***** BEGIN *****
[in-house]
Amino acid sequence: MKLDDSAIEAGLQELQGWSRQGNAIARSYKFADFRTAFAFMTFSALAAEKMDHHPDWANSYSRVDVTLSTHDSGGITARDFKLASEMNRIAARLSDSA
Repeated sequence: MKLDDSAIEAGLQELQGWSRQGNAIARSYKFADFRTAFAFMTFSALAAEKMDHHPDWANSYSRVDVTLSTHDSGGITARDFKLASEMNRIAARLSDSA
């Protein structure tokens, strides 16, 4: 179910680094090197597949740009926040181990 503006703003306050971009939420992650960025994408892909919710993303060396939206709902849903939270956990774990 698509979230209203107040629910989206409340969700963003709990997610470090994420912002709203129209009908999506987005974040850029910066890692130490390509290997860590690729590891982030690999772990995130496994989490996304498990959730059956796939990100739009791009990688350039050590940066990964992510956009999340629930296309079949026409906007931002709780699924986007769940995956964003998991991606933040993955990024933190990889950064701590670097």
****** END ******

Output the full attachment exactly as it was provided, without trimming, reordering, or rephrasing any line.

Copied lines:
[in-house]
Amino acid sequence: MKLDDSAIEAGLQELQGWSRQGNAIARSYKFADFRTAFAFMTFSALAAEKMDHHPDWANSYSRVDVTLSTHDSGGITARDFKLASEMNRIAARLSDSA
Repeated sequence: MKLDDSAIEAGLQELQGWSRQGNAIARSYKFADFRTAFAFMTFSALAAEKMDHHPDWANSYSRVDVTLSTHDSGGITARDFKLASEMNRIAARLSDSA
């Protein structure tokens, strides 16, 4: 179910680094090197597949740009926040181990 503006703003306050971009939420992650960025994408892909919710993303060396939206709902849903939270956990774990 698509979230209203107040629910989206409340969700963003709990997610470090994420912002709203129209009908999506987005974040850029910066890692130490390509290997860590690729590891982030690999772990995130496994989490996304498990959730059956796939990100739009791009990688350039050590940066990964992510956009999340629930296309079949026409906007931002709780699924986007769940995956964003998991991606933040993955990024933190990889950064701590670097």